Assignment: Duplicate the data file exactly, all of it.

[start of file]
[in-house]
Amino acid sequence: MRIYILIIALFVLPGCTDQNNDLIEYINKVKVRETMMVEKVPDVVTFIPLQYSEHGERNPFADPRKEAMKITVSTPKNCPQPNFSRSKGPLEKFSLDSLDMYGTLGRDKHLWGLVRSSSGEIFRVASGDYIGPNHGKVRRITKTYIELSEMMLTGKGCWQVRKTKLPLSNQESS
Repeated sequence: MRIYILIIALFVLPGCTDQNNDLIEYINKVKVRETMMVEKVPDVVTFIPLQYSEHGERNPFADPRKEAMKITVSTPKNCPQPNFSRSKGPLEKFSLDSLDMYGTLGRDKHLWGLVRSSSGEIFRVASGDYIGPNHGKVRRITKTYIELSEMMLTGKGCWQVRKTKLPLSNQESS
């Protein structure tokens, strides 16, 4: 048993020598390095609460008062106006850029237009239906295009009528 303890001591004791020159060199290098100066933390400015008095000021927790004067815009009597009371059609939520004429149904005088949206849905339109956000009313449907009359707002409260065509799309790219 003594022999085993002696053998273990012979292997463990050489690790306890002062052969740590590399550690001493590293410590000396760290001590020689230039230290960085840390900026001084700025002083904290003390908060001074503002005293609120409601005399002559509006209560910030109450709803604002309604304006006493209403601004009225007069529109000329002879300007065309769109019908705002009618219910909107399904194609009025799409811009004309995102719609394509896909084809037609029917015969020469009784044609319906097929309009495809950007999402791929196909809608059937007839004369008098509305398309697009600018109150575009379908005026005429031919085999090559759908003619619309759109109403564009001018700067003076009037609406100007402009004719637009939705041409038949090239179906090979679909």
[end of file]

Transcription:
[in-house]
Amino acid sequence: MRIYILIIALFVLPGCTDQNNDLIEYINKVKVRETMMVEKVPDVVTFIPLQYSEHGERNPFADPRKEAMKITVSTPKNCPQPNFSRSKGPLEKFSLDSLDMYGTLGRDKHLWGLVRSSSGEIFRVASGDYIGPNHGKVRRITKTYIELSEMMLTGKGCWQVRKTKLPLSNQESS
Repeated sequence: MRIYILIIALFVLPGCTDQNNDLIEYINKVKVRETMMVEKVPDVVTFIPLQYSEHGERNPFADPRKEAMKITVSTPKNCPQPNFSRSKGPLEKFSLDSLDMYGTLGRDKHLWGLVRSSSGEIFRVASGDYIGPNHGKVRRITKTYIELSEMMLTGKGCWQVRKTKLPLSNQESS
């Protein structure tokens, strides 16, 4: 048993020598390095609460008062106006850029237009239906295009009528 303890001591004791020159060199290098100066933390400015008095000021927790004067815009009597009371059609939520004429149904005088949206849905339109956000009313449907009359707002409260065509799309790219 003594022999085993002696053998273990012979292997463990050489690790306890002062052969740590590399550690001493590293410590000396760290001590020689230039230290960085840390900026001084700025002083904290003390908060001074503002005293609120409601005399002559509006209560910030109450709803604002309604304006006493209403601004009225007069529109000329002879300007065309769109019908705002009618219910909107399904194609009025799409811009004309995102719609394509896909084809037609029917015969020469009784044609319906097929309009495809950007999402791929196909809608059937007839004369008098509305398309697009600018109150575009379908005026005429031919085999090559759908003619619309759109109403564009001018700067003076009037609406100007402009004719637009939705041409038949090239179906090979679909």